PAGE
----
jueves, 24 de enero de 2008

Peopleware (Parte VI)

Finalmente, esta es la última entrega de los resúmenes del libro Peopleware y corresponde a la sexta sección. Los resúmenes anteriores están en los siguientes enlaces:


Whether it is named or not, coaching is an important factor in successful team interaction. It provides coordination as well as personal growth to the participants. It also feels good. We tend to look back on significant coaching we've received as a near religious experience. We feel a huge debt to those who have coached us in the past, a debt that we cheerfully discharge by coaching others.

The act of coaching simply cannot take place if people don't feel safe. In a suitably competitive atmosphere, you would be crazy to let anyone see you sitting down to be coached; it would be a clear indication that you knew less than your coach about some subject matter. You would be similarly crazy to coach someone else, as that person may eventually use your assistance to pass you by.

Our point here is somewhat more limited: Any action that rewards team members differentially is likely to foster competition. Managers need to take steps to decrease or counteract this effect.

The paradox of the CMM is that process improvement is good, but process improvement programs aren't, or at least they often aren't. Competent people are involved in process improvement all the time: They take pride in progress and growth, and these can only come from getting more proficient at what they do. This kind of low-level process refinement is the basic hygiene of knowledge work, but formal process improvement moves responsibility up from the individual to the organization. The individual may strive for, practice, and/or promote good skills, but the organization can only institutionalize them. It is in this institutionalization that the danger lies.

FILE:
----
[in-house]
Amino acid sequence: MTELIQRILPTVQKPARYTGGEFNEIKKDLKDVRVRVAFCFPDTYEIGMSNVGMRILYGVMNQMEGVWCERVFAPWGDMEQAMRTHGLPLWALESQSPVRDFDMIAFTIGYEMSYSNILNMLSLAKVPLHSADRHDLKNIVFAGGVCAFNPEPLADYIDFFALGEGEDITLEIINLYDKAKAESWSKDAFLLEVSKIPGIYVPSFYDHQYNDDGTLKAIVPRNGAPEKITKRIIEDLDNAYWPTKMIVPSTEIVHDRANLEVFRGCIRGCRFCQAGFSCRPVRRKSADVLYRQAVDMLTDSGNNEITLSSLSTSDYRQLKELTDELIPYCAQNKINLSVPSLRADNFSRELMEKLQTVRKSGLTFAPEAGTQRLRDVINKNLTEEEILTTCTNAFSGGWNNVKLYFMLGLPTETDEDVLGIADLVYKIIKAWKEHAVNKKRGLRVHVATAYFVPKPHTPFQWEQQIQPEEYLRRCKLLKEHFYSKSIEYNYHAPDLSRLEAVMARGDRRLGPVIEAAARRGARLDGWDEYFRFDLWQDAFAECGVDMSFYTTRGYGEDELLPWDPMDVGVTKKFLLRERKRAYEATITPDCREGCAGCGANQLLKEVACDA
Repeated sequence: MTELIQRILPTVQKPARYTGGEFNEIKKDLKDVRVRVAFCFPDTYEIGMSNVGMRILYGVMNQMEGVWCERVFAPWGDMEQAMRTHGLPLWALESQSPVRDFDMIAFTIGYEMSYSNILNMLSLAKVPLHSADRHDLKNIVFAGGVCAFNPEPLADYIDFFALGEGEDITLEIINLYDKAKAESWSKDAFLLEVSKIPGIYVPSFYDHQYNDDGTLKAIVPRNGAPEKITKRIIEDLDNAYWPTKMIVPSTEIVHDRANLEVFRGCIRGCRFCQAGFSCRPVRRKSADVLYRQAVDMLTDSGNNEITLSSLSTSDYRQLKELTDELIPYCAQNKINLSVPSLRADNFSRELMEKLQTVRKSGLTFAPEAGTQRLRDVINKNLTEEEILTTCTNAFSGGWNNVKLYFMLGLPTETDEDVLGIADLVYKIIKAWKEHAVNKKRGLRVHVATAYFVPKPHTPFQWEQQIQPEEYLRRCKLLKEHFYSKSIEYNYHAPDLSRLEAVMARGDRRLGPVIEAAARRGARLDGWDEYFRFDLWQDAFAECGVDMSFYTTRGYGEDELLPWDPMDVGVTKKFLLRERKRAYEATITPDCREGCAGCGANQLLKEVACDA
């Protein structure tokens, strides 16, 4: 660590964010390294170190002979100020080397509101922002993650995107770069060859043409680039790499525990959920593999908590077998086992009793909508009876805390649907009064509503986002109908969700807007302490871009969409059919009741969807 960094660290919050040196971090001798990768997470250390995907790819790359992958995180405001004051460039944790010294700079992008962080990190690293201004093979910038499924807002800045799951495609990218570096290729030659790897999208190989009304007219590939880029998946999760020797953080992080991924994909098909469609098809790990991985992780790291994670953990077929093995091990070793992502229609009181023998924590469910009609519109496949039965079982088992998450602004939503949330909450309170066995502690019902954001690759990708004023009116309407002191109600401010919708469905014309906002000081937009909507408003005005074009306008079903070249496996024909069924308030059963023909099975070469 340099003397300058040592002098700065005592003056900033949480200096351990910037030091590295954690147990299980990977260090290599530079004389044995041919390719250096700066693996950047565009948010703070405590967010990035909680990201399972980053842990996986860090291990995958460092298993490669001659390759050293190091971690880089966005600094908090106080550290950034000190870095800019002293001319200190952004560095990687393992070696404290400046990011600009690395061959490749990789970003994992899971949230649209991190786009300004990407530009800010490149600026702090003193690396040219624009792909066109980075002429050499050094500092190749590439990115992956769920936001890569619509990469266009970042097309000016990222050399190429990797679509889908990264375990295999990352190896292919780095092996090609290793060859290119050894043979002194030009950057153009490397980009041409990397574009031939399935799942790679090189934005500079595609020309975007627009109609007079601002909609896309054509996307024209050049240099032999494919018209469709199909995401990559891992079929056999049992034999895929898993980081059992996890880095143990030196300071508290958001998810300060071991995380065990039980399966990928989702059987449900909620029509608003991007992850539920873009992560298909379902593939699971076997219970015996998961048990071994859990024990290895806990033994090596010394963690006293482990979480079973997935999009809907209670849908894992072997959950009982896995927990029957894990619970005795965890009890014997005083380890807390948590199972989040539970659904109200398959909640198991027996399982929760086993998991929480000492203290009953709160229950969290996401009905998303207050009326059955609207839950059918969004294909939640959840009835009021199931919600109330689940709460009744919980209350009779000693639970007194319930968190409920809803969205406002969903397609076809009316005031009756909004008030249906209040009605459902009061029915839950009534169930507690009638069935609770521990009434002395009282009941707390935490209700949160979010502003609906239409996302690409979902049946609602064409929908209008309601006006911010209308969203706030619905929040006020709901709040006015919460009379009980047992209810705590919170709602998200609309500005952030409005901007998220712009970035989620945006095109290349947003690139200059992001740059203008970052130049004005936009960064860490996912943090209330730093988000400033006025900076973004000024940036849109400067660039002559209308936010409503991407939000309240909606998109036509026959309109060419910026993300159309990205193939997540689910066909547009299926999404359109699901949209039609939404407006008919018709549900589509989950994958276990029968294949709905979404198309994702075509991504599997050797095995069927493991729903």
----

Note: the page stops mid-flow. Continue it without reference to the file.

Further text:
Organizations that build products with the most value to their customers win. Those that build products that make the world yawn lose, even though they build them very, very efficiently. Even those who stumble while building products of high value win over the efficient yawners. Process isn't worth a rip unless it's applied to projects that are worth doing.

When process improvement (as in "Level 3 by the end of the year!") becomes the goal, the scary projects get put onto the back burner. It's those scary projects, unfortunately, that are
probably the ones worth doing. All the projects that carry real benefit carry real risks along
with them. It is the project that has some novelty, some innovation or invention, that might grab the customer's imagination and wallet.

Copyright © 1999, 1987 by Tom DeMarco and Timothy Lister.

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